FLON: You’ve done some traveling lately. What’s it like performing in another part of the country?
XYLON: I had never been to the West Coast until the tour I did in October. It was pretty wild especially to see friends and artists I cared about across the nation more in their element at home. It’s hard to think of someone like Jon Borges from Pedestrian Deposit or Jonathan Canady of Deathpile fame as a local in some other town, but they are and that was humbling. It was great to have whole crowds that generally had no idea what to expect and see how it played with their expectations. I am bald and read as male so a lot of people expect, I think, a sort of militancy from me and I try to remain intense while also subverting those expectations.
People seemed to really enjoy it and for that I am forever grateful. It was also crazy to see what sort of cities are big on buying tapes and merch and shit and which ones aren’t. You’d think there would be a mixed bag everywhere but there is totally a presiding culture of consumption from place to place.
Every night I tried to mention that I am from Providence, RI but was born and raised in the South. I feel like I take North Carolina and Virginia with me everywhere I go. My southern identity took a long time to reconcile as a leftist and a queer but a few years back I just realized I was never gonna be from New York and made my peace with it.
FLON: Can you talk a little about how you discover and manipulate sounds to get what you want? Can you describe your instrumentation for those who’ve never seen you perform live?
XYLON: As I move forward I’m constantly incorporating new elements, and techniques and sets and records vary in instrumentation, but to describe the process/instrumentation for Lacanthrope of late a little:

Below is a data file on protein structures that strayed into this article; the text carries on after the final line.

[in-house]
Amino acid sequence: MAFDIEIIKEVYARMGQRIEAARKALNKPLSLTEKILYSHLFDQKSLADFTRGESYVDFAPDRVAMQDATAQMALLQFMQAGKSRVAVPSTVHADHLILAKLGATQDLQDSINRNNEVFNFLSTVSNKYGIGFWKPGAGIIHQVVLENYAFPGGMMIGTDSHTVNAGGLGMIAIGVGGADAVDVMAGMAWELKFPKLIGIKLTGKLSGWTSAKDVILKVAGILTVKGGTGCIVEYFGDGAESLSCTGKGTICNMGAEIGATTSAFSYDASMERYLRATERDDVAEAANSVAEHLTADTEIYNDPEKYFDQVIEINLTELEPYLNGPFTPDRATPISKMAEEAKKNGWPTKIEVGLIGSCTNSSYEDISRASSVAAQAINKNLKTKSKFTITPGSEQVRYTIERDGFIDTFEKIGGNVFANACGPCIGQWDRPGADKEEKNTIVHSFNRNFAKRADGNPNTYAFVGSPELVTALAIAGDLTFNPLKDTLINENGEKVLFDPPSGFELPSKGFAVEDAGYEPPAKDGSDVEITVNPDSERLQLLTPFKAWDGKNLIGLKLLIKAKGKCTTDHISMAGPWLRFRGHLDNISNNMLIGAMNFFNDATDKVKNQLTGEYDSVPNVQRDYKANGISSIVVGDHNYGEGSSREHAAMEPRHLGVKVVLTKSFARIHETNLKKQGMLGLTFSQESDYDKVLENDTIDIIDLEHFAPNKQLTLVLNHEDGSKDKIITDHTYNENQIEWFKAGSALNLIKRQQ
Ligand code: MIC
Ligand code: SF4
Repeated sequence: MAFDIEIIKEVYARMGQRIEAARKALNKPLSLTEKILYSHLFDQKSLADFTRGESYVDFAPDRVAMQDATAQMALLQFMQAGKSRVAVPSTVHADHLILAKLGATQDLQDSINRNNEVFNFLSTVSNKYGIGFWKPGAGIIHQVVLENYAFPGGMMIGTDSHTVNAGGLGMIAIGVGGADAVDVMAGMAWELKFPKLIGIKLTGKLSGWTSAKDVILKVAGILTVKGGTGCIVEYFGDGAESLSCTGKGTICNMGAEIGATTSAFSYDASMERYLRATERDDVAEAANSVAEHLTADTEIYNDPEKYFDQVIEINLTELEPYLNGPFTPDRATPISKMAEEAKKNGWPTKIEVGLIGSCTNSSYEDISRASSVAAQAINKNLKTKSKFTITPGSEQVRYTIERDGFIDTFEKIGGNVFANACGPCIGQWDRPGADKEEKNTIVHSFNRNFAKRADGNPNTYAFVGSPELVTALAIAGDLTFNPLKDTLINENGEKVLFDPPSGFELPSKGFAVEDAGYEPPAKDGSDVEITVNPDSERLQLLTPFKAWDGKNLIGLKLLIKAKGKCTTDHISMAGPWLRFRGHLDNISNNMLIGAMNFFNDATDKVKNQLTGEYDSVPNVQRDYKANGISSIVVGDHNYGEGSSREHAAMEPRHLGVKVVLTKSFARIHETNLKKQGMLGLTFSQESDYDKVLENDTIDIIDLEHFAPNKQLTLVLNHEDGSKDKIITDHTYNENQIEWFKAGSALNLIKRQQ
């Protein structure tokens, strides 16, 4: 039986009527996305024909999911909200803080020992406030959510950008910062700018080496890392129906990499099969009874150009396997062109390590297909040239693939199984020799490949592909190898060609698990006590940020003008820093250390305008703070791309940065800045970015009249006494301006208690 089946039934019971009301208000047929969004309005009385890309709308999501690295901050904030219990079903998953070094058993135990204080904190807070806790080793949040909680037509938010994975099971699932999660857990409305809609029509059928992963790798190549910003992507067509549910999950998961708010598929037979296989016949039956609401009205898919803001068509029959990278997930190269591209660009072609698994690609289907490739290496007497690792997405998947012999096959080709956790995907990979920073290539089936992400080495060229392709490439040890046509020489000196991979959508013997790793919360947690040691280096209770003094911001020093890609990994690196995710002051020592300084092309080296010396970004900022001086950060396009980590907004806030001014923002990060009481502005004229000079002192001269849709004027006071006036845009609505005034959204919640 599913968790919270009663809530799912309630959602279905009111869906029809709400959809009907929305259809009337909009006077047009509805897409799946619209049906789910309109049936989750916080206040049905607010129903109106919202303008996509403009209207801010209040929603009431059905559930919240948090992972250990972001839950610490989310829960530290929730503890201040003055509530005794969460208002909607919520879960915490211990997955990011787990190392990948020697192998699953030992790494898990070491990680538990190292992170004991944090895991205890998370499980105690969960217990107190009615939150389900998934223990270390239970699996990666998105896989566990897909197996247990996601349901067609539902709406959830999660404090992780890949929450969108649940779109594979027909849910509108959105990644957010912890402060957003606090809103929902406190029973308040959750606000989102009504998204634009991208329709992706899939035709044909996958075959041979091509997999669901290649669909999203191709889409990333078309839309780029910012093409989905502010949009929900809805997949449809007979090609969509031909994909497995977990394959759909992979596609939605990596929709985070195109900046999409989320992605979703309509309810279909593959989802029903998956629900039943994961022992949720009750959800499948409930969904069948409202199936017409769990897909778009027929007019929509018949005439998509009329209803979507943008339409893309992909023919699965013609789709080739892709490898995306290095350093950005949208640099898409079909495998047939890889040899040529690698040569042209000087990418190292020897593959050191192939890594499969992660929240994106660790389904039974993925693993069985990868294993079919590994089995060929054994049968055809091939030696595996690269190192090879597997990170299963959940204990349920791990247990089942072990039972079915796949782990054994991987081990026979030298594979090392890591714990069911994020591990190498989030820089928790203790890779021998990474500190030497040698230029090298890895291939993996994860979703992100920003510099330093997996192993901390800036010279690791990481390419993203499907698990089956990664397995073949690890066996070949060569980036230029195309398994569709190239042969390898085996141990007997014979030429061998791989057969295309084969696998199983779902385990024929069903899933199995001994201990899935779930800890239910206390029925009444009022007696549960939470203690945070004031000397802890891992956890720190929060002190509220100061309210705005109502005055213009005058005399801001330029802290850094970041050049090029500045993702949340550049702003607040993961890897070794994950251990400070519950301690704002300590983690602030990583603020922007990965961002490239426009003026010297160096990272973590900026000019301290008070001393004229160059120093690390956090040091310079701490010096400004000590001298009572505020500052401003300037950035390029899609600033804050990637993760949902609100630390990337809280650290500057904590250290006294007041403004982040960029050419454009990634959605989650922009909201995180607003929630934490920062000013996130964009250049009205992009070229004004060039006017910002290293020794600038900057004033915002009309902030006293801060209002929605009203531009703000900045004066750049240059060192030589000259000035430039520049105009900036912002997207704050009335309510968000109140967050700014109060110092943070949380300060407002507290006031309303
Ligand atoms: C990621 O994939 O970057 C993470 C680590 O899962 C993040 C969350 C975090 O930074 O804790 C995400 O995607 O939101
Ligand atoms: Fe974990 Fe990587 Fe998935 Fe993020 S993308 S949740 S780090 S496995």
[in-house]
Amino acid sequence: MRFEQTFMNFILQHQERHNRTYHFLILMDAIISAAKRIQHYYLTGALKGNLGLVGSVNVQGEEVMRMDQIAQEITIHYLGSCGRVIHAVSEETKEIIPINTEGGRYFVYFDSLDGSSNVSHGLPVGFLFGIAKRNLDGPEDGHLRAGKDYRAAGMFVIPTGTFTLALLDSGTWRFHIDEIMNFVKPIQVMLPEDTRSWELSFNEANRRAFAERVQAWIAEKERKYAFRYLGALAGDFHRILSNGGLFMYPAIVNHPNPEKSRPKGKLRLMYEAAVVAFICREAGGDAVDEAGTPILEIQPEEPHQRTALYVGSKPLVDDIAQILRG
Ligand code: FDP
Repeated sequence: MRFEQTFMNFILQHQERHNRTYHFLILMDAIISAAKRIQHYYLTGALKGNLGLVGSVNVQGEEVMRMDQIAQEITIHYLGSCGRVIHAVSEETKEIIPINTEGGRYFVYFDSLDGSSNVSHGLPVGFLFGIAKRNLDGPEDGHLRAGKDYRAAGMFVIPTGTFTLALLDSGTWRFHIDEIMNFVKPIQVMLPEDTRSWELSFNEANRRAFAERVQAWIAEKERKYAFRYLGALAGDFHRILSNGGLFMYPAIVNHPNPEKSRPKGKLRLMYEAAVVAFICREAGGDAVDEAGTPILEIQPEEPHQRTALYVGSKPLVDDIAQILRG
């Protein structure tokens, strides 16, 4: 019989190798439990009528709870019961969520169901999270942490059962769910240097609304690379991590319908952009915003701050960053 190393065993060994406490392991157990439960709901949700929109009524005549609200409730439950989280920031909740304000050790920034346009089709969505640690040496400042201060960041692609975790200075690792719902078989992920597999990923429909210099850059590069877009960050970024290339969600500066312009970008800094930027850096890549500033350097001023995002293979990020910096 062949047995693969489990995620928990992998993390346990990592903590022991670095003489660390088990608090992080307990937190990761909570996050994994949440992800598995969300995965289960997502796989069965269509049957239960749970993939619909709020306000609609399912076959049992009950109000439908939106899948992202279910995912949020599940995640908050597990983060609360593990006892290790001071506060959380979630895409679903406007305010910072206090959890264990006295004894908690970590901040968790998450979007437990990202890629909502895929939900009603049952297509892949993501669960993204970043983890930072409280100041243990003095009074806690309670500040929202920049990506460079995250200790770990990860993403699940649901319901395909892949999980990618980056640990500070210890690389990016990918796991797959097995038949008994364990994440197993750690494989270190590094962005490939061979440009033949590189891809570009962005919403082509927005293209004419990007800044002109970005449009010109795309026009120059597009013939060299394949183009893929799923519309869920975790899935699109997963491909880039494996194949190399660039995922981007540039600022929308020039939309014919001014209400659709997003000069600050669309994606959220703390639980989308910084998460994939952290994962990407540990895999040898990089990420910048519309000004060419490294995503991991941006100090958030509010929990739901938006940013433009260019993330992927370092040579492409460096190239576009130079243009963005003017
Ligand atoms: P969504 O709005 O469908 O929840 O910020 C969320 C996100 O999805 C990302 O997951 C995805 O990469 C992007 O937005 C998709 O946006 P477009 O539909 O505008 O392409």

All of my work typically begins from an aesthetic or noumenal space. I’m constantly trying to tie something down to mere objects. Get my hands around it. So typically I write and revise until I find turns of phrase that work for something. If something doesn’t begin from a lyrical place it normally begins from field recordings. I do a lot of field recordings and have been spending the greater part of three years recording specific phenomena I find interesting back home in North Carolina. I have a few tapes all pertaining to the American South out this year. The first of which just came out, Scarcity Vow.
A lot of field recordings I will let sit for months at a time before I go in and chop into loops. I typically cut field recording materials to a variety of tape for playback and manipulation. Sometimes just cassettes but occasionally microcassettes and reel to reel. Other samples I run from my Octatrack. Most of it is just built for atmosphere. I try to make tracks that have dynamics and an arc without synths. I will do a few vocal runs with just multiple types of sample playback and then build synth rhythms to accentuate that cadence. Never interested in making heavily rhythmic music, not because it doesn’t work but because I almost resent the fact it works. I’ll also typically amplify objects for a more tactile sort of noise (calling back to the midwest style of scrap metal abuse). Right now I use a contact micd pouch full of chains and bearings from an old bass I played in high school and in early Lacanthrope performances when I was 19 or so. I love that I can get my hands around it. Most of this project has been me trying to get a grip in one sense or another, I think.
FLON: Great, well anyone near Greensboro, can check you out live at Somewhere Else Tavern on January 22nd, 2018.
Find out more about Xylon’s label at perfectlawreleases.com and check out the latest Lacanthrope release at contradictiontapes.bandcamp.com/album/scarcity-vow